My fellow blogger and oppressed Illinois gun rights activist at We Are the Militia made a point way back in March that I think needs to be repeated. In his post, he explores the language of both the First and Second Amendments, and makes a pretty compelling case for the argument that the Constitutional grounds for incorporating the Second Amendment--that is, applying it not only to the federal government, but to the states as well--is actually stronger than the argument for incorporating the First Amendment.
Currently, aspects of the 1st Amendment are applied to the States by the 14th Amendment, whereas the 2nd Amendment is not considered to be applied to the States.He then points out that the 1st Amendment states that "Congress shall make no law . . . ." In other words, the only entity of government prohibited by the First Amendment from suppressing freedom of speech, freedom of religion, etc., is Congress, the makers of our federal laws. Nothing is said in the First Amendment about other units of government (the states, for example) making such laws.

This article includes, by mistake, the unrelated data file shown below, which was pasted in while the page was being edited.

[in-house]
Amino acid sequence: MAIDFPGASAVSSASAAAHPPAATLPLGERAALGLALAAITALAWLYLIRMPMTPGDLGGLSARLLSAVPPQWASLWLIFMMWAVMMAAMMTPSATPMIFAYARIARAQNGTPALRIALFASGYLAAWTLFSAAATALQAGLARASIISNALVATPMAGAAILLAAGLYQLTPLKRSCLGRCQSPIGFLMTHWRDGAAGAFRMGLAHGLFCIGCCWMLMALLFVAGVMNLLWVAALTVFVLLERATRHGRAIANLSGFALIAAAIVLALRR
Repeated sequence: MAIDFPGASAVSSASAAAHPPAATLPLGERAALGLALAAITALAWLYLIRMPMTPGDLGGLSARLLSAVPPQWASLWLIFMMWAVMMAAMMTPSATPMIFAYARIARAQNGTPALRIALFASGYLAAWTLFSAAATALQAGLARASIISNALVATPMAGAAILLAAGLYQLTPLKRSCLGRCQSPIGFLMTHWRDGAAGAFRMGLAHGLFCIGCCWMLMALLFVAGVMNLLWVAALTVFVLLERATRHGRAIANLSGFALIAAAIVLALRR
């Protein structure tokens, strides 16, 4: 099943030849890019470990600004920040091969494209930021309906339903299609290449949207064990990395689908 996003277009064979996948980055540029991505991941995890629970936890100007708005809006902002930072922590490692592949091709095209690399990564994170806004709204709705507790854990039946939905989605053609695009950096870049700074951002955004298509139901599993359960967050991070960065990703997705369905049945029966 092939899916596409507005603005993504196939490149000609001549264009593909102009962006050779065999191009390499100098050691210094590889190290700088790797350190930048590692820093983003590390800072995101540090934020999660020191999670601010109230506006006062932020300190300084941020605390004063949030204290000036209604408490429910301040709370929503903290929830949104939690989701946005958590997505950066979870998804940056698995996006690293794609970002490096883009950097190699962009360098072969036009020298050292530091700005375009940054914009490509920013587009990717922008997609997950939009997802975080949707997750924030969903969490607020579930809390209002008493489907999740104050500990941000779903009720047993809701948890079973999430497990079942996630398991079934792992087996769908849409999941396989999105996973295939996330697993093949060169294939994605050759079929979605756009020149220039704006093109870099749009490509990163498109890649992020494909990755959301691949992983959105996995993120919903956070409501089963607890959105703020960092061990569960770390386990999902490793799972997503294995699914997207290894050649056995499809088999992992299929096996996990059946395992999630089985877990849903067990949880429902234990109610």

I find this odd, given that if you read the text of the two amendments, a case can be made for a stricter adherence to the right of the 2nd Amendment over the 1st.
I am not trying to argue that states (or counties, or municipalities) should have the power to control what people say, or compel them to worship in a manner dictated by the state. I am quite grateful for the incorporation of aspects of the First Amendment, under the Due Process Clause of the Fourteenth Amendment.
However, if the First Amendment can be said to apply to the states, how can it be argued that the Second Amendment does not? The Second Amendment, after all, describes a right that "shall not be infringed"--with no limits placed on by whom it shall not be infringed. In other words, the Second Amendment does not state that "Congress shall not infringe" the right to keep and bear arms--if anyone infringes on a right, it cannot properly be claimed that said right "shall not be infringed."
The right to self-defense is a fundamental, natural, human right. Any unit of government that tries to deny citizens any means of exercising that right is, by extension, denying--and thus violating--that fundamental right. Any such violation is therefore illegitimate.